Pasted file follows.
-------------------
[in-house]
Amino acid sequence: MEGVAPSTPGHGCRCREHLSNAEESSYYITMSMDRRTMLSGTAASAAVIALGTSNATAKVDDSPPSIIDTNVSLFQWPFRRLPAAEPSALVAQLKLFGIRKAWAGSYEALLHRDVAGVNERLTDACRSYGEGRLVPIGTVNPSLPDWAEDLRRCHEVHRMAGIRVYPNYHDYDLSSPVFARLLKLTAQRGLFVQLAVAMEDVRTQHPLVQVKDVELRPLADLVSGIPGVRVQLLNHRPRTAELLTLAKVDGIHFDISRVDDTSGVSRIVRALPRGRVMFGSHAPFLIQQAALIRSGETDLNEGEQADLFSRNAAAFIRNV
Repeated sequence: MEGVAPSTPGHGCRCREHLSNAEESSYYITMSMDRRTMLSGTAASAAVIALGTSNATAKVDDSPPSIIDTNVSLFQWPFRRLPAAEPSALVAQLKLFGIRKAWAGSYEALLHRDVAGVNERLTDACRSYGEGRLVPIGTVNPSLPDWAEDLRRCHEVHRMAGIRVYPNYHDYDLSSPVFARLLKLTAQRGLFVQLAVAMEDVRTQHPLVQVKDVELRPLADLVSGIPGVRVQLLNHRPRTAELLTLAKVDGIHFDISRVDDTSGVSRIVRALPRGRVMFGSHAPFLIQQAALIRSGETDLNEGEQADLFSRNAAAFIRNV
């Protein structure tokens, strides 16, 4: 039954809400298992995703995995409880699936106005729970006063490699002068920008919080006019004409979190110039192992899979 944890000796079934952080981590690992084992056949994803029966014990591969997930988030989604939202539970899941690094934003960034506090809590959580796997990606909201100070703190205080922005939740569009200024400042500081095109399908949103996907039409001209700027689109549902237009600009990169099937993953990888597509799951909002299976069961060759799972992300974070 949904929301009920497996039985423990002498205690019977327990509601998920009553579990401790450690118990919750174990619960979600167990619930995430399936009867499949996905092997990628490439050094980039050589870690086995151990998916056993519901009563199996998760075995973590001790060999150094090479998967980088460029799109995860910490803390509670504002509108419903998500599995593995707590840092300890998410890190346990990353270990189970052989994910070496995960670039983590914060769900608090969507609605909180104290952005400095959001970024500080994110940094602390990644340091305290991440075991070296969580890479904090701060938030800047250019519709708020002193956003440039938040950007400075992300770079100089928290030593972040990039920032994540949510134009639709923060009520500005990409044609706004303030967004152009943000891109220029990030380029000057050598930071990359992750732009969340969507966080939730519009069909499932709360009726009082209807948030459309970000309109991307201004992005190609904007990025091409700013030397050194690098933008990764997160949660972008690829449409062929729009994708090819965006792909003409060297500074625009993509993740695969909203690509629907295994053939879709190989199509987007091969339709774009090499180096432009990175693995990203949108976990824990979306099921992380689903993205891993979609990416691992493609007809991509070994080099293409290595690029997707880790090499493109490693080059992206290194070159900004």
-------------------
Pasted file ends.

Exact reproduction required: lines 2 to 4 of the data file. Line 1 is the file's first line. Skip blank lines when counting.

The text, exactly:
Amino acid sequence: MEGVAPSTPGHGCRCREHLSNAEESSYYITMSMDRRTMLSGTAASAAVIALGTSNATAKVDDSPPSIIDTNVSLFQWPFRRLPAAEPSALVAQLKLFGIRKAWAGSYEALLHRDVAGVNERLTDACRSYGEGRLVPIGTVNPSLPDWAEDLRRCHEVHRMAGIRVYPNYHDYDLSSPVFARLLKLTAQRGLFVQLAVAMEDVRTQHPLVQVKDVELRPLADLVSGIPGVRVQLLNHRPRTAELLTLAKVDGIHFDISRVDDTSGVSRIVRALPRGRVMFGSHAPFLIQQAALIRSGETDLNEGEQADLFSRNAAAFIRNV
Repeated sequence: MEGVAPSTPGHGCRCREHLSNAEESSYYITMSMDRRTMLSGTAASAAVIALGTSNATAKVDDSPPSIIDTNVSLFQWPFRRLPAAEPSALVAQLKLFGIRKAWAGSYEALLHRDVAGVNERLTDACRSYGEGRLVPIGTVNPSLPDWAEDLRRCHEVHRMAGIRVYPNYHDYDLSSPVFARLLKLTAQRGLFVQLAVAMEDVRTQHPLVQVKDVELRPLADLVSGIPGVRVQLLNHRPRTAELLTLAKVDGIHFDISRVDDTSGVSRIVRALPRGRVMFGSHAPFLIQQAALIRSGETDLNEGEQADLFSRNAAAFIRNV
């Protein structure tokens, strides 16, 4: 039954809400298992995703995995409880699936106005729970006063490699002068920008919080006019004409979190110039192992899979 944890000796079934952080981590690992084992056949994803029966014990591969997930988030989604939202539970899941690094934003960034506090809590959580796997990606909201100070703190205080922005939740569009200024400042500081095109399908949103996907039409001209700027689109549902237009600009990169099937993953990888597509799951909002299976069961060759799972992300974070 949904929301009920497996039985423990002498205690019977327990509601998920009553579990401790450690118990919750174990619960979600167990619930995430399936009867499949996905092997990628490439050094980039050589870690086995151990998916056993519901009563199996998760075995973590001790060999150094090479998967980088460029799109995860910490803390509670504002509108419903998500599995593995707590840092300890998410890190346990990353270990189970052989994910070496995960670039983590914060769900608090969507609605909180104290952005400095959001970024500080994110940094602390990644340091305290991440075991070296969580890479904090701060938030800047250019519709708020002193956003440039938040950007400075992300770079100089928290030593972040990039920032994540949510134009639709923060009520500005990409044609706004303030967004152009943000891109220029990030380029000057050598930071990359992750732009969340969507966080939730519009069909499932709360009726009082209807948030459309970000309109991307201004992005190609904007990025091409700013030397050194690098933008990764997160949660972008690829449409062929729009994708090819965006792909003409060297500074625009993509993740695969909203690509629907295994053939879709190989199509987007091969339709774009090499180096432009990175693995990203949108976990824990979306099921992380689903993205891993979609990416691992493609007809991509070994080099293409290595690029997707880790090499493109490693080059992206290194070159900004």